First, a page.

The stats predict that the popularity of vinyl records isn’t going away anytime soon and Nordmeier agrees with that prediction.
“I don’t think it’s going to go away. The sales haven’t really skyrocketed lately, it’s kind of hitting a plateau but now they’re saying it’s going to surpass CD sales, which is huge,” says Nordmeier. “During ‘Record Store Day’ week, they do pass the CD sales easily.”
That growth in Tune Town’s vinyl sales may match the national trend, but CD sales are a different story.
“We’ve noticed a big jump in CD sales because Target doesn’t carry them anymore, they carry maybe the top 20,” says Nordmeier. “When Best Buy announced that they weren’t carrying CDs anymore, so many people came in asking, ‘Will I still be able to get CDs?!’
People are finding fewer and fewer ways to get their CDs, plus we’re pretty comparable to what’s out there. We’re not going to be selling new ones for $10 but I’d say it’s pretty right on track with Amazon on most titles.”
He adds that nostalgia may be a factor for the survival of CDs, with accessibility playing some part.
“There’s still people that love the CD format, we’ll see probably 10% of our clientele under the age of 20 buy CDs,” says Nordmeier. “It’s usually between 40-70 years of age that still buy them but we still move a lot of them. It’s probably 50/50 between vinyl and CDs, what’s really dying off is the DVD format. God, we have a hard time selling those.”
Tune Town continues to provide the Mankato area with a seemingly countless amount of vinyl, CDs and other formats of music for the average fan; anyone seeking a treasure can lose themselves going through the dollar bins in the basement or finding the “newest” album to add to their collection.
Either way, it’s a business built on a love for music and the desire to share it with others.
Carl Nordmeier Up Close
1) What’s your favorite artist/album to listen to?
It’s the Beatles, but there’s maybe five Beatles albums that go in and out of my favorite album. I’m kind of a sucker for the British rock scene. I grew up listening to them, it’s the first band I really got into and I’ve always stuck with them. I’ve never strayed away from their stuff because they’re constantly putting out new reissues and I’m always a sucker for it, I always buy it; I love the new Abbey Road reissue.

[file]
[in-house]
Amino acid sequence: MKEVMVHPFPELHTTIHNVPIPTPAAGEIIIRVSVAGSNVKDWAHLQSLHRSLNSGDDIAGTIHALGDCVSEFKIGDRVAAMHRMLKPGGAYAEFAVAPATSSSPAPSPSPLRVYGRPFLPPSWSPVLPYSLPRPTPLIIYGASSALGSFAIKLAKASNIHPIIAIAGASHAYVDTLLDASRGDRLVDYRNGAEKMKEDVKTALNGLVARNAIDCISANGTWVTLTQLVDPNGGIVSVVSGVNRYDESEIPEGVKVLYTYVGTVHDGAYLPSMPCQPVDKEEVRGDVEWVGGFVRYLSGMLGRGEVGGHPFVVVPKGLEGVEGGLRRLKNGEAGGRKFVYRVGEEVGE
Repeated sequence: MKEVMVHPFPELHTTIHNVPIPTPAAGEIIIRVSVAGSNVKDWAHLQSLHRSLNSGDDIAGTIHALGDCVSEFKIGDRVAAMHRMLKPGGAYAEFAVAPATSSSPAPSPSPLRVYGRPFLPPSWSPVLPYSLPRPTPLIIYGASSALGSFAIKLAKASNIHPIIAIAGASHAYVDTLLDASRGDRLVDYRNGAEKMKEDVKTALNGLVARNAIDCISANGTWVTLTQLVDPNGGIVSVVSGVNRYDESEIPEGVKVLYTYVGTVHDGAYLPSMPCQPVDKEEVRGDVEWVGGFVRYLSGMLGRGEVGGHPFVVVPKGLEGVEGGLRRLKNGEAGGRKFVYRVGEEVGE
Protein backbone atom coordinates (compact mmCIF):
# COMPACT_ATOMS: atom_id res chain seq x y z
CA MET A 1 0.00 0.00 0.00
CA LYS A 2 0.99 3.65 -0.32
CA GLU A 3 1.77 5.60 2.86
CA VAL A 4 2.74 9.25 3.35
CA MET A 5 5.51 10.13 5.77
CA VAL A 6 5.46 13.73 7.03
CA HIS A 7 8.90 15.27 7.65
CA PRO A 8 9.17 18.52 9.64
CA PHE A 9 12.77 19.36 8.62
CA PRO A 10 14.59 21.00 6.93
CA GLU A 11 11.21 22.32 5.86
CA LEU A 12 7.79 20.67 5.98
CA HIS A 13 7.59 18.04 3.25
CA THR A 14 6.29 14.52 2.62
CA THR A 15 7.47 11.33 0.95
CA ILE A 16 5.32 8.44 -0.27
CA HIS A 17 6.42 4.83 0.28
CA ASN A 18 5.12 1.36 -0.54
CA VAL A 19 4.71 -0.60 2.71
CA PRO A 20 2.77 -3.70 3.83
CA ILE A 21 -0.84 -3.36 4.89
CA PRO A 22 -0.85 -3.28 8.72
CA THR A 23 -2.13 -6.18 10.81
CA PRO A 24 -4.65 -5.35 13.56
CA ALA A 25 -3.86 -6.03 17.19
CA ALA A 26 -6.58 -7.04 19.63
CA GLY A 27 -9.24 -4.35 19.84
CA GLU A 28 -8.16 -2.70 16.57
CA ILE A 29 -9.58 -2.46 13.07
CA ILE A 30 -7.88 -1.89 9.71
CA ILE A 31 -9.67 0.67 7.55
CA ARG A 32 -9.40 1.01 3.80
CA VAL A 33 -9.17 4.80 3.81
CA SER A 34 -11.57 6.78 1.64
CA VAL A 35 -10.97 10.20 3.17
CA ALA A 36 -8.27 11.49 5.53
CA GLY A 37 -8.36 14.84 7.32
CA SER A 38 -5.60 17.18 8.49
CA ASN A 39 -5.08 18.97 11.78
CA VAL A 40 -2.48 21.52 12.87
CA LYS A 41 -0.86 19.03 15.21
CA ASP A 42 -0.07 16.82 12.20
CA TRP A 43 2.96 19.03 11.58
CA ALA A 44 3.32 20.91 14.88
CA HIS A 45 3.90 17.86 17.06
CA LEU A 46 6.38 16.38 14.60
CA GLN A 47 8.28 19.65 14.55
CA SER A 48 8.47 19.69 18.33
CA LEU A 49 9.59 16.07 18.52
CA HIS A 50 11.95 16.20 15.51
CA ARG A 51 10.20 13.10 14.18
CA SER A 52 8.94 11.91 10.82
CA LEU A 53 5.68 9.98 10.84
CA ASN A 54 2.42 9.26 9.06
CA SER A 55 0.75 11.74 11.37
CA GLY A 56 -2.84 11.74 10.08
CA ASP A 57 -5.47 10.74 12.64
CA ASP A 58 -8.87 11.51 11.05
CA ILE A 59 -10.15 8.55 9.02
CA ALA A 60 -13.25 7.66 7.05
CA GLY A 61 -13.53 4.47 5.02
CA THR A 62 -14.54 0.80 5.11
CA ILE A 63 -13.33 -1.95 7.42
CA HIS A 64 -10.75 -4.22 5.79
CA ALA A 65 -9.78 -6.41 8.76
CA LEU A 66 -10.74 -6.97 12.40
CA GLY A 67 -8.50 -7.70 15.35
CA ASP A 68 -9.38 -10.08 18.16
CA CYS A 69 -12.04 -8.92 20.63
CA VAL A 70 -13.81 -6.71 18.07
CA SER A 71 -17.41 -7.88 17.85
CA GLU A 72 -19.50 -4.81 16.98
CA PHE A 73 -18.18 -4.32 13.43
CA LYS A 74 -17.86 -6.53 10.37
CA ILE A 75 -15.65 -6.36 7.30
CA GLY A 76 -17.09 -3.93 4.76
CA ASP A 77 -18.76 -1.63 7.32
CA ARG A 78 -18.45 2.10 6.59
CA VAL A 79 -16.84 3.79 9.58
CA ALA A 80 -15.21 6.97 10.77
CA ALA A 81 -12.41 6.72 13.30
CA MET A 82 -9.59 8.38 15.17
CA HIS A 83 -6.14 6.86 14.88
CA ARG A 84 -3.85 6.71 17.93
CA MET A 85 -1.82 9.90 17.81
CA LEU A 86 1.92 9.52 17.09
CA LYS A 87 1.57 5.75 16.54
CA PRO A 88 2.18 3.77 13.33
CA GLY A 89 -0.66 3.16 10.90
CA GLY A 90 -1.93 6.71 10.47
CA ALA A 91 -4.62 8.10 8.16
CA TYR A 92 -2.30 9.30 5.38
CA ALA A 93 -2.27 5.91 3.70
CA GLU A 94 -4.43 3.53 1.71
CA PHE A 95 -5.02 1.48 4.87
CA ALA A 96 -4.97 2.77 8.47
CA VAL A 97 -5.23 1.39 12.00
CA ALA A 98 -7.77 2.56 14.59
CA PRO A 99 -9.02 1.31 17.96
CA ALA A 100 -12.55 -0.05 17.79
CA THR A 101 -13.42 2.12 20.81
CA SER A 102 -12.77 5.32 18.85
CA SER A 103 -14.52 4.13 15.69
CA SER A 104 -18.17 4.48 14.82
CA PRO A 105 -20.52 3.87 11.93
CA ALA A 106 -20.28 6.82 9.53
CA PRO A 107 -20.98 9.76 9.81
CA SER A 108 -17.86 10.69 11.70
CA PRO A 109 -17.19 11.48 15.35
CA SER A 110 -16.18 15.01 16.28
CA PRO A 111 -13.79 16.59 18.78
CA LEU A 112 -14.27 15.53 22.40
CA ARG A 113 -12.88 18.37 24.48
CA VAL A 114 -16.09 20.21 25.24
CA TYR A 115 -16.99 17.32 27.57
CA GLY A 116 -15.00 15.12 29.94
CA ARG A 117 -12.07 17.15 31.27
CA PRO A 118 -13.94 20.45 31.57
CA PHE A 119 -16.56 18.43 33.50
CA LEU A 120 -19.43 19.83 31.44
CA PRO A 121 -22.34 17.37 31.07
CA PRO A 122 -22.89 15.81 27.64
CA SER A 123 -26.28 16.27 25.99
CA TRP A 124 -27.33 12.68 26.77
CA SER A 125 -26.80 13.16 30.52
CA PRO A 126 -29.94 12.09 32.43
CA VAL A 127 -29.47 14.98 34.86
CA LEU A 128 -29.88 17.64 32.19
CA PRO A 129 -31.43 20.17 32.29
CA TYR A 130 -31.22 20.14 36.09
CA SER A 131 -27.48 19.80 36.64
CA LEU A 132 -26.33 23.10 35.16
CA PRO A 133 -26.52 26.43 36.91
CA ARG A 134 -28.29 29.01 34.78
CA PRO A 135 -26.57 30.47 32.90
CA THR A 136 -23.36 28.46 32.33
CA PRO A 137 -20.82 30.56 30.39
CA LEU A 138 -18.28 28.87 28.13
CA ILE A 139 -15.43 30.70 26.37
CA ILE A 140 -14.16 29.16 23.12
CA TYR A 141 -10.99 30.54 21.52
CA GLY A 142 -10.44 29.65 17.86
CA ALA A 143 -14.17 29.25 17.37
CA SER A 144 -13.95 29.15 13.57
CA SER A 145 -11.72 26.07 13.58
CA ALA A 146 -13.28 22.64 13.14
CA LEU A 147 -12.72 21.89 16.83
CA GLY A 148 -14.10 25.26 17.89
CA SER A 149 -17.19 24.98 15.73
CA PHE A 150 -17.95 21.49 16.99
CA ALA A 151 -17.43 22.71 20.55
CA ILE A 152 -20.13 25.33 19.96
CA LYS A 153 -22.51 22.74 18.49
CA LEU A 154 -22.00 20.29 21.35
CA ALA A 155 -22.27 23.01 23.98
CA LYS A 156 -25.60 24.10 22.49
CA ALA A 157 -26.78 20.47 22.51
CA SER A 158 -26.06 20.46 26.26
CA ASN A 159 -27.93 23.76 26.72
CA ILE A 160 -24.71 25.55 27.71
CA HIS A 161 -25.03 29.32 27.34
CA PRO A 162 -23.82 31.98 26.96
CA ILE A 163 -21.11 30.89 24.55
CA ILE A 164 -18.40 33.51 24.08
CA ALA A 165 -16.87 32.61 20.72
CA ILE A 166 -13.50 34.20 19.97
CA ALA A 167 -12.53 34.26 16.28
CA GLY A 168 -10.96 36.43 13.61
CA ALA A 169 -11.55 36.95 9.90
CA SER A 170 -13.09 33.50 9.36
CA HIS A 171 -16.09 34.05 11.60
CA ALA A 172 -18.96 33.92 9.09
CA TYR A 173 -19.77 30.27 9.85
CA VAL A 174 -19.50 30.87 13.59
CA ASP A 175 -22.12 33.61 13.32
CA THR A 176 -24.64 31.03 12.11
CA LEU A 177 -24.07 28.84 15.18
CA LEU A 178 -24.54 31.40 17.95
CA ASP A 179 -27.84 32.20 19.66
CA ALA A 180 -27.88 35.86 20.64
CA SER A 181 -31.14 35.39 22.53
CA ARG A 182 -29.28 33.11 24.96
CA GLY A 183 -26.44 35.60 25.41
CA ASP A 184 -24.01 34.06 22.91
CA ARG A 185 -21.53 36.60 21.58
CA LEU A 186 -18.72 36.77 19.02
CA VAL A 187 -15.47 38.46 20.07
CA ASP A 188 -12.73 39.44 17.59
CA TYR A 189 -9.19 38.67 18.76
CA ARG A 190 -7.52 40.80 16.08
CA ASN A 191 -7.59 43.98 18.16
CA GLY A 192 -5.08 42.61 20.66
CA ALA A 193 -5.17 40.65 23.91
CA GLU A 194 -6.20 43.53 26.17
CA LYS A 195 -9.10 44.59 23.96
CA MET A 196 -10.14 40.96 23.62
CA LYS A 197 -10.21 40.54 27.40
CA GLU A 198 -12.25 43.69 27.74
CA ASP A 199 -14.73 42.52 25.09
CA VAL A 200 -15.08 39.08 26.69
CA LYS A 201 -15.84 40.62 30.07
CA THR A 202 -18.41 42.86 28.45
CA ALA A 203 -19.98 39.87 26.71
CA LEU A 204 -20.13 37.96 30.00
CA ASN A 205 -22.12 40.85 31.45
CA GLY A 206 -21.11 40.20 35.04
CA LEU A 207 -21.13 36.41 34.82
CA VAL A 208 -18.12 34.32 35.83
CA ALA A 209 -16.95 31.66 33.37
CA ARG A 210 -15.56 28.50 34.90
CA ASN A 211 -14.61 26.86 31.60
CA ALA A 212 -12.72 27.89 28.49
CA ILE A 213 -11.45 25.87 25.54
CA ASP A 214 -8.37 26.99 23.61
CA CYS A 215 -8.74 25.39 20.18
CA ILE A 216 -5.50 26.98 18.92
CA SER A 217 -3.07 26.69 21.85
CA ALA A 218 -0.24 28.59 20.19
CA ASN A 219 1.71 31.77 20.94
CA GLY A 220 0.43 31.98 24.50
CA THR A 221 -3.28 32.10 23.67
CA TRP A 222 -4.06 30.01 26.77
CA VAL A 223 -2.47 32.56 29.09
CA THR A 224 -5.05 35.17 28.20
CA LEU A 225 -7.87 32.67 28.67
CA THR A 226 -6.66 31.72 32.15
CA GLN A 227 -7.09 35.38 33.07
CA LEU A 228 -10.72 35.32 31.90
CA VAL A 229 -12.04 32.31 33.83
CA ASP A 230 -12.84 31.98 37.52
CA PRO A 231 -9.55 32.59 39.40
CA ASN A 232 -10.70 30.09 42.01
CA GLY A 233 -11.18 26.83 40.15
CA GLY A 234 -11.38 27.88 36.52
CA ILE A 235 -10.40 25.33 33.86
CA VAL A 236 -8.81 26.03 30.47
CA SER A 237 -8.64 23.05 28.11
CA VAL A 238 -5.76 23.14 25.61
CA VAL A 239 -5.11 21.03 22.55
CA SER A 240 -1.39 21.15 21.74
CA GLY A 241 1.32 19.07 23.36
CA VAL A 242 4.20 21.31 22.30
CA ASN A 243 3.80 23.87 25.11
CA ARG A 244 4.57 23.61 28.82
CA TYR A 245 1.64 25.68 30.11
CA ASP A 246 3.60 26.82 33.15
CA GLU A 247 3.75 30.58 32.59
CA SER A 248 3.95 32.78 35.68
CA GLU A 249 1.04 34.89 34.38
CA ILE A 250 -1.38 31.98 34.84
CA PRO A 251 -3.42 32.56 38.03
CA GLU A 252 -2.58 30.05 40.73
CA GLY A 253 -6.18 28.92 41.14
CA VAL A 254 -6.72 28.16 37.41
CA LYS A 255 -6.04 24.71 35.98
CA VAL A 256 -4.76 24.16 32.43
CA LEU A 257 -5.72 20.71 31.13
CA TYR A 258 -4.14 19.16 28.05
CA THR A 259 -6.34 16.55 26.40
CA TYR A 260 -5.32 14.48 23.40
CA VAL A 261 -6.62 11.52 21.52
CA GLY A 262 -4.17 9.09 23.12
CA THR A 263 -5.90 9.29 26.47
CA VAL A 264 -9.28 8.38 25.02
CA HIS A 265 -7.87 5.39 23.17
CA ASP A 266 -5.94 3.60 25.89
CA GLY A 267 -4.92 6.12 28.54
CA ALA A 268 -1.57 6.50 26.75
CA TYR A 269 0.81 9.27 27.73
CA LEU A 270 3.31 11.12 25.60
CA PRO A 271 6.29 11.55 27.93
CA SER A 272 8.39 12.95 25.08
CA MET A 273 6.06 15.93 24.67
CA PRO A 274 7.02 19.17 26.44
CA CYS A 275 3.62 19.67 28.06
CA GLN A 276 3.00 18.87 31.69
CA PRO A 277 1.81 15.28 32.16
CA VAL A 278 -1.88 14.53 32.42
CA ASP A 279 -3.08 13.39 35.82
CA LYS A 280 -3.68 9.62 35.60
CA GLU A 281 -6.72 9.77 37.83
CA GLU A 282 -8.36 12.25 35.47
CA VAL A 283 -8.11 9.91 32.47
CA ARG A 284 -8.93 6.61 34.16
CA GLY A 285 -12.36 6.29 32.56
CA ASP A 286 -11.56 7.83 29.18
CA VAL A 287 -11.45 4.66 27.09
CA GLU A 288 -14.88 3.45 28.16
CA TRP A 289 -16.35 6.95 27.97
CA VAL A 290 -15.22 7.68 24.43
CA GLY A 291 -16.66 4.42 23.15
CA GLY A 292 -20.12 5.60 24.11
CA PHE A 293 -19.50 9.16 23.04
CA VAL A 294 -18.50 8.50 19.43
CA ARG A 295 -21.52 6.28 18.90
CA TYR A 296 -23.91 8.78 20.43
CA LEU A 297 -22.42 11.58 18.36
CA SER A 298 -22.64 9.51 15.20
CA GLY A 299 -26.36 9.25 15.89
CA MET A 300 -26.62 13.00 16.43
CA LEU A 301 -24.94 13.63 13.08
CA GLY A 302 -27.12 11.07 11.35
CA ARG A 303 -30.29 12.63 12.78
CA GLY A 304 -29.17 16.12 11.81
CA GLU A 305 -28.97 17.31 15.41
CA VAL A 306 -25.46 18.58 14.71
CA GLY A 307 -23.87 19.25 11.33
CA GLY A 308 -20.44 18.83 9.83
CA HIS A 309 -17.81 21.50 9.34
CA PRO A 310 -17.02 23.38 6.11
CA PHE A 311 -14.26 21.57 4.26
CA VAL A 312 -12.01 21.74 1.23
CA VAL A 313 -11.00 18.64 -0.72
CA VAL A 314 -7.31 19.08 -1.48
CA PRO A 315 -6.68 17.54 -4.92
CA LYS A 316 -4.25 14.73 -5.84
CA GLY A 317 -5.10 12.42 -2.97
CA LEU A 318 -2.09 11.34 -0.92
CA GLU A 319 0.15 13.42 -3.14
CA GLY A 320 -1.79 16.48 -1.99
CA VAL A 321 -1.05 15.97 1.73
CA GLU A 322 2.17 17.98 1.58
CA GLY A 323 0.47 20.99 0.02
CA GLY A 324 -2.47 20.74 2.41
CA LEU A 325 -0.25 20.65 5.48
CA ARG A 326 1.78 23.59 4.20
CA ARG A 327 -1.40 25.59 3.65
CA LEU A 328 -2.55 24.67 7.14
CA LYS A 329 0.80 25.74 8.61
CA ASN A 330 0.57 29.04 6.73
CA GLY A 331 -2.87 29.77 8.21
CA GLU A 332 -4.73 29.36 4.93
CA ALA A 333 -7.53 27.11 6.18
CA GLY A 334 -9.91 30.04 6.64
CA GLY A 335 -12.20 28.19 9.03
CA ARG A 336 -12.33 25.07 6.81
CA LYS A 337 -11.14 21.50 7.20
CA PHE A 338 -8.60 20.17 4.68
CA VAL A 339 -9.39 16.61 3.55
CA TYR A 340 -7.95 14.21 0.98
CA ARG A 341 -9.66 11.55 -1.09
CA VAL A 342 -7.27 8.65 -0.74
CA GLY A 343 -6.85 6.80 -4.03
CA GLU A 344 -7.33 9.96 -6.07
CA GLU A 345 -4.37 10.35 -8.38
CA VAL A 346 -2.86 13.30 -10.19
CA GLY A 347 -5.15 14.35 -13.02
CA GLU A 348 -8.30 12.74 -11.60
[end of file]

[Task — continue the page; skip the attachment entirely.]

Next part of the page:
2) Is there a genre that you think sounds better on vinyl other than your favorite?
I’m all over the place, what I’m not a fan of is the new country or the bro-country. I’m not a fan of the current pop scene; my kids love listening to the Top 40 stuff, I just can’t get into it. I sound like an old man, it just sounds like all the same to me.
So much of the new music is being made for the moment, trying to get that single so they can maybe get a bunch of hits or a bunch of downloads. They don’t make any money from streaming so I don’t know … When you buy a physical format from an artist, they get paid the most from that type of sale. So if you want to support an artist, buy their album.
3) Has anyone ever brought in anything where you were surprised how rare it might be?
Nothing has really come by where I thought “wow this selection is amazing or there’s all this rare stuff in it.” Last year I did have someone come by and just drop off a box of records. I showed up for work at 10 o’clock and there’s a box of records sitting out there with no note or anything. So I brought it in and just set it aside, later in the afternoon I thought, “Oh maybe I should check that box.” I started digging through it and there were mint conditions of Pink Floyd, Beatles, Rolling Stones, Led Zeppelin, just an awesome collection and somebody just gave it to us.
630 North Riverfront Drive
Mankato, MN 56001
Faceboook: Tune Town